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Charlotte Amalie
Saturday, February 24, 2024


Oct. 9, 2003 – Both of the territory's teachers unions are filing petitions with the Public Employees Relations Board over the government's failure to implement scheduled salary increases, and the St. Croix unit has sued the government alleging breach of contract.
Vernelle De Lagarde, president of the St. Thomas-St. John local of the American Federation of Teachers, said the union decided on Wednesday to petition the PERB. "The motion is being prepared as we speak," she said on Thursday. "The governor has indicated he is not going to give us this year the 2003-2004 raises. They should have included us in the $235 million bond issue. They already had an obligation to an agreement we have."
She said the union hopes to file its petition with the PERB by Tuesday.
Tyrone Molyneaux, president of the St. Croix unit of the AFT, said his union has "already filed an unfair labor practice petition with PERB." The action was taken "about a week after our meeting with the governor," he said.
Gov. Charles W. Turnbull met with union representatives on Aug. 29 following his meeting with news media representatives to discuss the Fiscal Year 2004 budget he had just submitted to the Legislature.
On Sept. 26, the St. Croix AFT filed suit in Territorial Court against the government and Education Commissioner Noreen Michael seeking damages for breach of contract.
On Sept. 30, Molyneaux wrote to Karen Andrews, the administration's chief labor negotiator, asking if the pending $235 million bond issue would change the government's stance that it could not comply with a 2001 addendum to the teachers' contract promising a salary increase for the 2002-2003 school year.
De Lagarde said on Thursday that she was aware of that letter — and of Andrews' response.
A copy of Andrews' letter was made available to the Source. In it, Andrews wrote back to Molyneaux that she was "reminded of that old adage 'No good deed ever goes unpunished.'" She said that after an $11 million wage package effective Sept. 1, 2000, the AFT received an "unprecedented second 'bite of the apple' in the form of an additional $8.5 million for the 2001-2002 school year." She said a total of $22.6 million was paid to the AFT membership between Fiscal Years 2001 and 2003.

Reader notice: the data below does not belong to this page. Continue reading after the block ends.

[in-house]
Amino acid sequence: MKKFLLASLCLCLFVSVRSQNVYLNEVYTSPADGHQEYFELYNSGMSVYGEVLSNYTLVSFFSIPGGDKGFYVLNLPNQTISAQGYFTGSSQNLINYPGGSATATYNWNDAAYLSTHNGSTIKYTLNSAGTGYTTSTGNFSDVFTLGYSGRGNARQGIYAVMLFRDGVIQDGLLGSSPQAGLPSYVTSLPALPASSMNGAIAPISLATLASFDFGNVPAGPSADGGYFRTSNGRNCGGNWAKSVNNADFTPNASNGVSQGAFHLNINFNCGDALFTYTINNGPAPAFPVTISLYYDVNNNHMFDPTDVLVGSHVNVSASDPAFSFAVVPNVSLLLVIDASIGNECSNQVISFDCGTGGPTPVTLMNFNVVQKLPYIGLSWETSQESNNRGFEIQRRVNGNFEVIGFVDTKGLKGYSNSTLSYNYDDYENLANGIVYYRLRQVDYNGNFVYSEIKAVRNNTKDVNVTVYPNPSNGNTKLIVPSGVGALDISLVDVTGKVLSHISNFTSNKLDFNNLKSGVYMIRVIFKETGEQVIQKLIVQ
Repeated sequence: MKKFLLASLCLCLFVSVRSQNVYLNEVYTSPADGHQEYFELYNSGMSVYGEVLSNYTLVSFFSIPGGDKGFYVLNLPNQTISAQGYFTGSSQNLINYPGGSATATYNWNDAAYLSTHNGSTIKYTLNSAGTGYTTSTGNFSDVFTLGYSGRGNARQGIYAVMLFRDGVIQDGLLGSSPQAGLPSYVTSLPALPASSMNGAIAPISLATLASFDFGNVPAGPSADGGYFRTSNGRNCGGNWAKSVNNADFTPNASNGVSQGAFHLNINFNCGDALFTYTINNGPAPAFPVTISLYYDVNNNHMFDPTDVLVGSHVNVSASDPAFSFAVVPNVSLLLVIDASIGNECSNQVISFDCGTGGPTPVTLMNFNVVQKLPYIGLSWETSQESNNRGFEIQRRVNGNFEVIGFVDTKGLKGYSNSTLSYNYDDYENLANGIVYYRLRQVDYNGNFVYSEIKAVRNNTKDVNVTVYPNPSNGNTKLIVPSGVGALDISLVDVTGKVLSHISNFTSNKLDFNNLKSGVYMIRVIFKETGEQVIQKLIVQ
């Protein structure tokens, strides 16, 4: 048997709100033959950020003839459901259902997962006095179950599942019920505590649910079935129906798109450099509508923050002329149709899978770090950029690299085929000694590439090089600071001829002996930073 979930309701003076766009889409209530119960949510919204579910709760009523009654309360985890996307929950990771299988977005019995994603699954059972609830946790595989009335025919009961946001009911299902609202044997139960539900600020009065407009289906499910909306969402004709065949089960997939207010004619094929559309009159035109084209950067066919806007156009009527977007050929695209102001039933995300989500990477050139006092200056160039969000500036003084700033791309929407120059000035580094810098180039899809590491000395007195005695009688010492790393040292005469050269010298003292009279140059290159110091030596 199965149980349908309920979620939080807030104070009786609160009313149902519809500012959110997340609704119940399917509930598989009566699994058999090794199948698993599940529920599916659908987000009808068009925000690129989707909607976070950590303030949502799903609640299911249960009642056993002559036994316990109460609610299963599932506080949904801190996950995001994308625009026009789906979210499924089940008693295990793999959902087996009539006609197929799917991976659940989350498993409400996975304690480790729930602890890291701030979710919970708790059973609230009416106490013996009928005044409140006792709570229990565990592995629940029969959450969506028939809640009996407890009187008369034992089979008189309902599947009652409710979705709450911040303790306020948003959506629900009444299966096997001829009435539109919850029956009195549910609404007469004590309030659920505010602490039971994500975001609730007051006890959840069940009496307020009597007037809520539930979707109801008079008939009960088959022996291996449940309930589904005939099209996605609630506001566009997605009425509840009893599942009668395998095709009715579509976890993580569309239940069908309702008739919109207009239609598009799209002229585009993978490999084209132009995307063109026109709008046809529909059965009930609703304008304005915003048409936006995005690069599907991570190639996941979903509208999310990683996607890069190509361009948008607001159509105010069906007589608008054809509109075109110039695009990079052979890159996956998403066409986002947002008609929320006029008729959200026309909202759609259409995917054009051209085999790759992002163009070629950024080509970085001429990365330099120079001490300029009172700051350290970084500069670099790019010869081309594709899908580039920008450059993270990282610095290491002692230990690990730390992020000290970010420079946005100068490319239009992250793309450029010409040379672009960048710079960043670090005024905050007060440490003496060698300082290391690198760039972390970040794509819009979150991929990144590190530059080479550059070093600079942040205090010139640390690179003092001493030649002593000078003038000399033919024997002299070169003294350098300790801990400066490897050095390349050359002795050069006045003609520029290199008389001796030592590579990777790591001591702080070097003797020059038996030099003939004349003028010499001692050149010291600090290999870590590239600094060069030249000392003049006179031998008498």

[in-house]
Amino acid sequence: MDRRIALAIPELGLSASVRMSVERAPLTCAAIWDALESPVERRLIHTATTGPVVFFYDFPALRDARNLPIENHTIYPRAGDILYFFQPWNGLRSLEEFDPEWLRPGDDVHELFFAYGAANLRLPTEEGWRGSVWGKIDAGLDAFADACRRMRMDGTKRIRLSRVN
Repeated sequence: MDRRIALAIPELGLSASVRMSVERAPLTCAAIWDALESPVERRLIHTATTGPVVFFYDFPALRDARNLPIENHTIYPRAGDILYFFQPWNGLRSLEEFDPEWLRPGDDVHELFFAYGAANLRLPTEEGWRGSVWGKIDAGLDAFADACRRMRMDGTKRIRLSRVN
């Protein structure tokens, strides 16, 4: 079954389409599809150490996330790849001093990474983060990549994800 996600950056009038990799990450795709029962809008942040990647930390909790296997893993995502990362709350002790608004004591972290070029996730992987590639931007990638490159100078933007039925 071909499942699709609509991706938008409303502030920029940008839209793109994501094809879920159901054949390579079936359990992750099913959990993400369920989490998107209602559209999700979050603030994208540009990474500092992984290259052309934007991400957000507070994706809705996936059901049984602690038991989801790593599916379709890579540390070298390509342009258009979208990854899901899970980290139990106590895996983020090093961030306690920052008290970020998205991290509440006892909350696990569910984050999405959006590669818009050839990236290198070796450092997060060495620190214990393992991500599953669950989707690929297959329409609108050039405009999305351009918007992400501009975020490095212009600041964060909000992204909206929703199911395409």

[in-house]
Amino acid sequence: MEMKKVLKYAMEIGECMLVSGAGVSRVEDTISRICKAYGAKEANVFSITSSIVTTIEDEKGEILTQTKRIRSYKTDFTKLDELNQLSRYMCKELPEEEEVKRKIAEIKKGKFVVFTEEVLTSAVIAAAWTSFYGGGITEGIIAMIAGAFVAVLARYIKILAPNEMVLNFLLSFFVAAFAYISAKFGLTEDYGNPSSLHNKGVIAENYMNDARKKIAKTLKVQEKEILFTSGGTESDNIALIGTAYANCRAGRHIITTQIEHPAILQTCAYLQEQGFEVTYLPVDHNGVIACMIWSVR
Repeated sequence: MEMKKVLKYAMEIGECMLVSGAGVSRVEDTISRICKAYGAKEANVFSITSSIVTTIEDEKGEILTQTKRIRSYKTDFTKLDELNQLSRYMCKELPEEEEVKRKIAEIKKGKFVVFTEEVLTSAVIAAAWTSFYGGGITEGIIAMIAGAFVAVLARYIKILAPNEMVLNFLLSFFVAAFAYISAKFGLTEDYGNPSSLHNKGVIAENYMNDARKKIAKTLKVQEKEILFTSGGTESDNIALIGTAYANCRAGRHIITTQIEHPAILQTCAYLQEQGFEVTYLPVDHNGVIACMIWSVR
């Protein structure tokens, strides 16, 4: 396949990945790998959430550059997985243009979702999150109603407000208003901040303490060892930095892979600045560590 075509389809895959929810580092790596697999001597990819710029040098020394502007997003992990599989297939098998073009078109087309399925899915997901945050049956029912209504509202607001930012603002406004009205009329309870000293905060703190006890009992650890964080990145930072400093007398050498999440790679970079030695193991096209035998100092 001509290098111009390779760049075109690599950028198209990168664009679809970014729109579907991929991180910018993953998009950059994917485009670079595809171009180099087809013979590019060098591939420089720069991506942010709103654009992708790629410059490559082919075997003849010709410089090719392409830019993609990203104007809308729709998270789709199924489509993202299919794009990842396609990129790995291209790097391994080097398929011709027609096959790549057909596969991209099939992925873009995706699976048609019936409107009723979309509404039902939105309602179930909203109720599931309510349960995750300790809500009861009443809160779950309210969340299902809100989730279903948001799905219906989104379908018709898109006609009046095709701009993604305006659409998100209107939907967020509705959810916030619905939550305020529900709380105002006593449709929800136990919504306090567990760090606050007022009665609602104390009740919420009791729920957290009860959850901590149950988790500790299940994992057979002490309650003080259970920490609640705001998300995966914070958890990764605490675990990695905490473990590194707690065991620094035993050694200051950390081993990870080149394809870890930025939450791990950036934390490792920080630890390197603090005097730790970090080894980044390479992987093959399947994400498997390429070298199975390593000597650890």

De Lagarde didn't dispute the figures. However, she said, "All it would cost the government is $2.3 million to implement the last year of our contract; that's only a 2.5 percent increase." She said the starting salary for entry-level teachers is now $26,500 when it should be $27,226 with the promised increase. "We're actually bringing in folks at the old salary schedule," she said.
The teachers "went for five years without having any salary increase," De Lagarde said. "So, to indicate that millions were given to us — that still doesn't amount to what's already owed to us, the big retro that's already out there. We should all be on step, and we're not."
As to whether the bond issue will change anything as far as the teachers' standing, "the short answer is 'no'," Andrews told Molyneaux. She pointed out that the money is all committed — $100 million for income-tax refunds and vendor payments, and the balance for "various capital projects and for the cost of insurance."
And as far as the St. Croix union's lawsuit, "It's anyone's guess when it will be heard," Molyneaux said on Thursday. "The government has 20 days to respond to the complaint, and so far we haven't received any notice. It could be from six months to a year for a court day because of the crowded court calendar."
Both teachers union leaders also expressed frustration at the governor's lack of candor concerning how his proposed 36-hour work week would affect teachers, whose contract calls for them to work a number of days per year, not hours. De Lagarde said the governor had told them the work reduction wouldn't affect "teachers, nurses, firefighters or police officers." But he then said that he was speaking from a "layman's point of view," she said.
Molyneaux said he had asked Turnbull the same question: "I asked him about how that would be managed, and he said the department heads would 'take care of it.'"
Molyneaux's union is leading a movement to recall Turnbull. (See "St. Thomas union joins in recall petition drive".) De Lagarde said on Thursday that the St. Thomas-St. John teachers union has not decided whether to join in the effort. "We have had several discussions, but no decision has been made to support the recall," she said.
The current AFT contract, which covers the territory's public school teachers and paraprofessional, expires in August of 2004. AFT officials have stated they will not return to work when the 2004-05 school year begins next fall without a new contract in place.

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